Could the financial advice industry reach a point where there are more retiring advisors than new ones to fill the gap?

Based on the latest Asset and Wealth Management report from Cerulli Edge, much work needs to be done to combat a shortage of new recruits and retain them.

The industry, Cerulli said, stands to lose 106,264 or 36.8% of advisors to retirement and an estimated $11.9 trillion or 38.9% of assets from those leaving the practices of retiring advisors.

Meanwhile, the report found that advisor headcount grew by just 2,579 last year, barely offsetting retirements and trainee failures, as firms struggle with high wash-out rates. With a rookie advisor failure rate of mor than 72%, Cerulli said broker-dealers and registered investment advisors must explore new ways for connecting with potential candidates and spreading awareness about the profession.

“Firms need to approach talent pipelines with a new direction, understanding that quality candidates could come from not just regular recruiting from the industry at large,” said Stephen Caruso, research analyst at Cerulli, noting that there are people in other professional industries that have transferable skills.

The report found that 64% of new advisor recruiting is done by word-of-mouth referrals, which limits firms’ abilities to reach a diverse pool of applicants. Firms, it said, would benefit from hiring and training younger advisors who generally would attract a younger client base. “Not only does this diversify the practice’s clientele, but it also helps mitigate asset outflows from retirees taking regular distributions,” the report said.

Four in five rookie advisors cited wanting to help others reach their financial goals as the main reason for entering the field. To that,  Caruso said firms should invest in new advisors by providing them with strong mentorship, exposure to successful advisors, and training in financial planning topics to help them succeed.

“As B-Ds and RIAs enhance their rookie development programs, they should prioritize both technical planning expertise and softer skills that prepare new advisors to guide investors through planning conversations,” the report said.

Also key to a rookie advisor’s success is a structured training program. The report said 45% of rookie advisors indicated that their responsibilities include managing small-balance accounts for a senior advisor, which it noted is great exposure to client-facing experience. “However, keeping rookies in a support role for too long can limit their growth and make it difficult for them to develop their own clients, given that 69% are responsible for building their own client base from scratch,” it said.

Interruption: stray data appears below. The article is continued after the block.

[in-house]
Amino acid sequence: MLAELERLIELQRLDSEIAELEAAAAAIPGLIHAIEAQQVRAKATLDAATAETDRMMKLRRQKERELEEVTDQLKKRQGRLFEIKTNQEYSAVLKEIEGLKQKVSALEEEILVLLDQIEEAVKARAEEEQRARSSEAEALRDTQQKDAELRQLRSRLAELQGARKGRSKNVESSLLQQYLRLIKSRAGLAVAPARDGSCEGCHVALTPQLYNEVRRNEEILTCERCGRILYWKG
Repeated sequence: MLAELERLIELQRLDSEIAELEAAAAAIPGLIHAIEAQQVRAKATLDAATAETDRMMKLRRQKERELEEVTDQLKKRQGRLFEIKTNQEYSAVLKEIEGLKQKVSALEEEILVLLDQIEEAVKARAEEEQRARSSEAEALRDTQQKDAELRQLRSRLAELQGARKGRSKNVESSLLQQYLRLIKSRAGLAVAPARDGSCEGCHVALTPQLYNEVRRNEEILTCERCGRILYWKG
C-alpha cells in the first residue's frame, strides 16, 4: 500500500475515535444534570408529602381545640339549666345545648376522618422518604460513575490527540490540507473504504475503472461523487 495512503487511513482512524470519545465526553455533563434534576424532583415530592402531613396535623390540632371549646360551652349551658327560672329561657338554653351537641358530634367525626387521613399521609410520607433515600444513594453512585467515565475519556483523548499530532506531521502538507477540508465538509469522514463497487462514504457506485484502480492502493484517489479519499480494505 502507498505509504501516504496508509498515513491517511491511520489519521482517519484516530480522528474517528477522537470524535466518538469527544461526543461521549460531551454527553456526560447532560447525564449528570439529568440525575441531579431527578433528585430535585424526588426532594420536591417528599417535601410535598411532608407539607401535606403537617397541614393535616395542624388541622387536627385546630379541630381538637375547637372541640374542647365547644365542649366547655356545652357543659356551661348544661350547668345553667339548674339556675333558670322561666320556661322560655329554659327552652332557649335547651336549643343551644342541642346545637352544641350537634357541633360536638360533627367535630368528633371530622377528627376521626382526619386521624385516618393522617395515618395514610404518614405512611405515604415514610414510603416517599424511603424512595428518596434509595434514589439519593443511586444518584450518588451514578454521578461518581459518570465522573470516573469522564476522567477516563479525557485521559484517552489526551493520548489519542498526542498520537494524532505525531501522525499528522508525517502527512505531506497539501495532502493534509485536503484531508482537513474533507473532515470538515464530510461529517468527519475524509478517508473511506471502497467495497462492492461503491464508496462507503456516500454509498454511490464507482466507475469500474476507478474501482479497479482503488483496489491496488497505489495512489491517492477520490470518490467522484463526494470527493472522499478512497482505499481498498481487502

“A well-structured training program should gradually shift rookie advisors into production and provide a natural progression of their roles and responsibilities, so that practices can capitalize on a new resource without boxing a rookie into an operational or support role,” Caruso said. “RIA custodians and B-D home offices should actively support this transition process by providing best practices and a framework advisors can use to train future successors.”

Cerulli further pointed out that firms must be mindful that many new advisors are career changers who bring valuable experience and skills to their new roles. On average, they are 37 years-old or 13 years younger than the average advisor, and many of them (43%) have worked in financial services, mainly in sales, marketing, or investment role, the report said, adding that only 15% of rookies report financial advisor as their first career.

Additionally, the report said half of all advisors’ clients are aged 60 or older, compared with only 38% of rookie advisors’ clients. “For this reason, practices greatly benefit from hiring and training new advisors who generally serve a younger client base. Not only does this diversify the practice’s clientele, but it also helps mitigate asset outflows from retirees taking regular distributions,” the report said.

As for succession planning, Caruso pointed out that 26.3% of advisors retiring within the next 10 years are unsure of their succession plan. Succession planning, he said, should have started a lot earlier and advisors should have a general idea of their plan as early as possible in their career so that it becomes less of a challenge long term.

And while 73% of advisors view the emotional aspects of transferring clients to a new advisor as a major challenge, Caruso said there are ways to lessen that impact.  “It doesn’t mean that you have to retire right away. You can build a plan with other advisors in your practice, you can source external advisors from other RIAs in your area, or work with other teams at your broker-dealers to find a solution or find  teaming solutions that really help,” he said. “Doing so ensures continuity of care and mitigates potential client concerns.”